The boundaries of African colonies seized by European countries in the 19th century were arbitrary, representing lines drawn on a map rather than reflecting territories occupied by subjugated peoples. This had the potential for almost limitless tribal conflict as former colonies were granted their freedom after World War II, for emergent nations often contained ethnic groups with traditional rivalries and the ensuing struggle for supremacy could be savage.
This was clearly illustrated by Nigeria’s experience after independence in 1960. The new nation sought to combine groups divided by ethnicity and religion – a process leading to serious tensions that culminated in two military coups from which Northerners emerged triumphant. When the Northern coup resulted in the murder of military and civilian members of the Igbo (or Ibo) people in 1967, they declared their homeland independent as the Republic of Biafra under the leadership of Lt Col Emeka Ojukwu. Despite recognition by some African states and tacit support from countries like France and Israel, the Nigerian FMG (Federal Military Government) wouldn’t allow the oil-rich eastern region to secede.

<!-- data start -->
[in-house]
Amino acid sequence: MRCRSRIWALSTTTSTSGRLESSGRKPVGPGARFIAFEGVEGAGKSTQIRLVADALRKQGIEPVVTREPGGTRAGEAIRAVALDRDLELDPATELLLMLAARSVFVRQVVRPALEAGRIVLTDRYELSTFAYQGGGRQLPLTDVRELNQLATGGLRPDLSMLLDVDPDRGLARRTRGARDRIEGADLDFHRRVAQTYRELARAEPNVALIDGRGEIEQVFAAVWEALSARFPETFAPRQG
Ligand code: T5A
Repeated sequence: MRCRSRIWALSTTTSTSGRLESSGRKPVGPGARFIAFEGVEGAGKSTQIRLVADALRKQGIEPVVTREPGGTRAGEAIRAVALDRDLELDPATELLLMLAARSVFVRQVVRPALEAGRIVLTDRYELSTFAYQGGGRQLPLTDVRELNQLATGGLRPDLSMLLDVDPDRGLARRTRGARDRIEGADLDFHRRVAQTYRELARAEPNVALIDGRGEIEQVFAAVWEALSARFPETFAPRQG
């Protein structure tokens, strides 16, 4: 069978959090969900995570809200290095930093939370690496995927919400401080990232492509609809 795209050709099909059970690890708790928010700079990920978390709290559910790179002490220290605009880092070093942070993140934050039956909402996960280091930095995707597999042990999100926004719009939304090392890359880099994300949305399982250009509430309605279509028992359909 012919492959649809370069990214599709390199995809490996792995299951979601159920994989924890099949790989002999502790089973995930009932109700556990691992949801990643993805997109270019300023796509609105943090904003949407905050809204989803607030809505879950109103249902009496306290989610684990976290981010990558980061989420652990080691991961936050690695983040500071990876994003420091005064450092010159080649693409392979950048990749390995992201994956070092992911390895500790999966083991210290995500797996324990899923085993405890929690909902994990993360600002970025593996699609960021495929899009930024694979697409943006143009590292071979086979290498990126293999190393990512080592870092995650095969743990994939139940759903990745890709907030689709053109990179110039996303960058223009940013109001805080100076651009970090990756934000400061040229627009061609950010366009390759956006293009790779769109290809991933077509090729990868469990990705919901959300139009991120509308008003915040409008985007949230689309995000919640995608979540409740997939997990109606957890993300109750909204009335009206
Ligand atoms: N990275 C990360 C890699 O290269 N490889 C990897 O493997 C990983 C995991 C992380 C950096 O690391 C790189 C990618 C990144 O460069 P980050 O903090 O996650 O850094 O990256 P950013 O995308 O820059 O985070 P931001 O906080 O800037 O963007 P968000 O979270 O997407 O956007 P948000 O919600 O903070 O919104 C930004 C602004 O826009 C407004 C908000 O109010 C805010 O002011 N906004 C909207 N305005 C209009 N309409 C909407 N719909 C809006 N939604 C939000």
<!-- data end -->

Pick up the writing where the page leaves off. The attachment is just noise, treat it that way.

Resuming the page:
In the increasingly vicious Nigeria-Biafra war that followed, Igbos fought gallantly but the FMG had infinitely superior forces and ruthlessly drove back the defenders. Appalling hardship ensued for the civilian population, with massacres reported as FMG forces advanced and famine took hold after the Nigerian government blockaded Biafra and banned Red Cross aid. As the world sat on its hands and ignored the developing humanitarian disaster, hundreds of thousands died of malnutrition before Biafran resistance was crushed in 1970. This dreadful tragedy did have one positive legacy. French doctor Bernard Kouchner was so moved by the fate of starving Biafrans – especially the legion of children – that he founded Medecins sans Frontieres. This developed into one of the world’s most effective aid agencies.
Where: Eastern Nigeria
Death toll: During the conflict more than one million people died in battle, through ethnic cleansing or (the vast majority) from starvation.
You should know: The thriller writer Frederick Forsyth was a war reporter for the BBC during the conflict before leaving to become a freelance after showing alleged bias towards the Biafrans – one of many Europeans sympathetic to their cause. His first book was not the world-famous bestseller The Day of the Jackal but The Biafra story, published in 1969 to try and tell the world how grievously Biafran people were suffering.